Use a new ring and a premium shim stock gauge to check top, middle, bottom of the bore to determine just what the out-of-round and condition is. It will more often than not surprise you. I bought a decent dial bore gauge some time ago (not all that expensive) and it has been very revealing as to the poor condition of many, many blocks. These engines are getting older every day, and most people don't measure the bores for fear that truth will point them to a re-bore and new pistons. Also check the more often than not neglected wrist pin bushings. Nothing will make an old engine noisier than slappy wrist pins.
Hastings tech tips for ring gap.

 
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Kris A NC
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PostPosted: Thu Nov 29, 2007 3:06 pm    Post subject: Re: BR ring end gap Reply to specific post Reply with quote

Looking at your information and the information above from Hastings I am a bit confused. I understand you place the new piston ring at the bottom most part of the cylinder wall to make sure it is with in minimum and maximum spec. When you move the ring up to measure the middle and top of the bore how do you determine if there is too much wear there? I was looking at the hastings site trying to determine how they did their math, but I couldn't. Thanks for you help on this. I too am about to rering my '36B.

Kris A NC
 
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PostPosted: Thu Nov 29, 2007 4:42 pm    Post subject: Re: BR ring end gap Reply to specific post Reply with quote

Start by using the same ring. If the end gap grows, then the bore is increasing. Basically at a factor of 3:1 (Pi*D = circumference, and Pi is just a little over 3). So, if you move from the bottom of the bore and the gap is .020", and you move up to the mid-bore and it grows to .026", the middle is larger than the bottom by about .002". If the top is .032", then top to bottom, the taper .004". If you have a spec for .010" total out of round, taper, and wear, you have already used up .004" of it, so if you are worn an additional .007", it's out. I made those numbers up, but you get the idea.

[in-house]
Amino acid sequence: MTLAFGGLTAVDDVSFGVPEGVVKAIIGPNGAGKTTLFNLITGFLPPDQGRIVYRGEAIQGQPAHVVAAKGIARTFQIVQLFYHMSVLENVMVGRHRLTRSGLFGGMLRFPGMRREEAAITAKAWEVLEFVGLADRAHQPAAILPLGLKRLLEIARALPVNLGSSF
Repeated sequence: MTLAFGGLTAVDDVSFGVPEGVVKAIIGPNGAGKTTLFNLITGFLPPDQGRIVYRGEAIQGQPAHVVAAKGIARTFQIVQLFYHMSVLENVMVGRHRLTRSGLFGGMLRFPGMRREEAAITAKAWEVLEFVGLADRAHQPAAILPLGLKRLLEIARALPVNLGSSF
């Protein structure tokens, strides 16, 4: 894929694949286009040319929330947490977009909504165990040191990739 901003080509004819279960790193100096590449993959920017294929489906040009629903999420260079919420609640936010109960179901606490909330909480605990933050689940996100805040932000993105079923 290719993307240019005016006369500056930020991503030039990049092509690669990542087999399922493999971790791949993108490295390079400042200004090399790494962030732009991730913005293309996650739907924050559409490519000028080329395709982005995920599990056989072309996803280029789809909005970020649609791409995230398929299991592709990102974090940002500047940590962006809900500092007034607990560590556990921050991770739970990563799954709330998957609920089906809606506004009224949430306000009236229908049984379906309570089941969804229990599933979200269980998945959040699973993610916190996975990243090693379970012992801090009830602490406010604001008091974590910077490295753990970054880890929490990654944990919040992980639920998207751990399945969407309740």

Now, if you have a bore gauge handy, you can even "calibrate" that ring so that you know what its end gap is at a given bore size, and make a rough computation of the bore measurement, but all bets are off when you are dealing with a significantly out-of-round condition as the ring tries to be a circle, and it may not truly fill the bore cross section.

Putting rings into a bore that is true from top to bottom is what you desire, and it will be reflected in a consistent ring end gap from top to bottom, but it won't tell you if the whole bore is over-sized and requiring re-boring. Three things drive the bore out of spec: diameter, out-of-round, and taper (top to bottom parallelism). If the bore is tapered excessively AND it is out-of-round, AND it is worn just a bit, these can all stack up and combine to form an out of spec bore, even when all three are at the top limit of being in service limits.

Whether to bore or not to bore is always the subject of great debate because people will argue factors such as how hard you intend to run the engine, are parts available and the like, but if you want to put one together and have it ready to pull like it once did, be aware of how important attention to cylinders bores can be in overall engine performance and longevity.

Hope this helps.

Frank